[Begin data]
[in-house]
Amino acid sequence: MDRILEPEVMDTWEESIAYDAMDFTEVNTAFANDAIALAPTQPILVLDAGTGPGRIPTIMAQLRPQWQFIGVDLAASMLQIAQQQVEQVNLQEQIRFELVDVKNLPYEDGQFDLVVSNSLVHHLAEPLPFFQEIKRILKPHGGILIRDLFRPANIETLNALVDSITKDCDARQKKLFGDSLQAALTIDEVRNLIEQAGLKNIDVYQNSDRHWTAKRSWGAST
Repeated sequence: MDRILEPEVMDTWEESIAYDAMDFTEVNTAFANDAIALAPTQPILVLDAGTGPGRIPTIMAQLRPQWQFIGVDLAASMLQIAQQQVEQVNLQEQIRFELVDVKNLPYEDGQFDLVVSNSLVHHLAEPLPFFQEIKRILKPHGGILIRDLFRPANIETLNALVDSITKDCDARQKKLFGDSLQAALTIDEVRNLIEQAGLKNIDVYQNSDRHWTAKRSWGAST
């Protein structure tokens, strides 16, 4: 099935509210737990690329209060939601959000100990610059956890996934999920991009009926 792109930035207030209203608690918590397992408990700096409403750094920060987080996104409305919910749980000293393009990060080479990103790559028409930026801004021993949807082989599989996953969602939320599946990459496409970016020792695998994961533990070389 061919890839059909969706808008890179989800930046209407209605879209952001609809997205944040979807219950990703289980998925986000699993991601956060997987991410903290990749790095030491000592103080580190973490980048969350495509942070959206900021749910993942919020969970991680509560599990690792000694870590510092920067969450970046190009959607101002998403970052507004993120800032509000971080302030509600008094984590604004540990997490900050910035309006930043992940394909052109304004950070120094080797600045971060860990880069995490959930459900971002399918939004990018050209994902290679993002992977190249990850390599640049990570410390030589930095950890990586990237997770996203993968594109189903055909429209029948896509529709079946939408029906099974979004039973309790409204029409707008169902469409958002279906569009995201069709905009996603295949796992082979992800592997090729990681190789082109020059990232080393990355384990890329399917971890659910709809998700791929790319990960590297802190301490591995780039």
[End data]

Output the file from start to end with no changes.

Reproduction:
[in-house]
Amino acid sequence: MDRILEPEVMDTWEESIAYDAMDFTEVNTAFANDAIALAPTQPILVLDAGTGPGRIPTIMAQLRPQWQFIGVDLAASMLQIAQQQVEQVNLQEQIRFELVDVKNLPYEDGQFDLVVSNSLVHHLAEPLPFFQEIKRILKPHGGILIRDLFRPANIETLNALVDSITKDCDARQKKLFGDSLQAALTIDEVRNLIEQAGLKNIDVYQNSDRHWTAKRSWGAST
Repeated sequence: MDRILEPEVMDTWEESIAYDAMDFTEVNTAFANDAIALAPTQPILVLDAGTGPGRIPTIMAQLRPQWQFIGVDLAASMLQIAQQQVEQVNLQEQIRFELVDVKNLPYEDGQFDLVVSNSLVHHLAEPLPFFQEIKRILKPHGGILIRDLFRPANIETLNALVDSITKDCDARQKKLFGDSLQAALTIDEVRNLIEQAGLKNIDVYQNSDRHWTAKRSWGAST
């Protein structure tokens, strides 16, 4: 099935509210737990690329209060939601959000100990610059956890996934999920991009009926 792109930035207030209203608690918590397992408990700096409403750094920060987080996104409305919910749980000293393009990060080479990103790559028409930026801004021993949807082989599989996953969602939320599946990459496409970016020792695998994961533990070389 061919890839059909969706808008890179989800930046209407209605879209952001609809997205944040979807219950990703289980998925986000699993991601956060997987991410903290990749790095030491000592103080580190973490980048969350495509942070959206900021749910993942919020969970991680509560599990690792000694870590510092920067969450970046190009959607101002998403970052507004993120800032509000971080302030509600008094984590604004540990997490900050910035309006930043992940394909052109304004950070120094080797600045971060860990880069995490959930459900971002399918939004990018050209994902290679993002992977190249990850390599640049990570410390030589930095950890990586990237997770996203993968594109189903055909429209029948896509529709079946939408029906099974979004039973309790409204029409707008169902469409958002279906569009995201069709905009996603295949796992082979992800592997090729990681190789082109020059990232080393990355384990890329399917971890659910709809998700791929790319990960590297802190301490591995780039």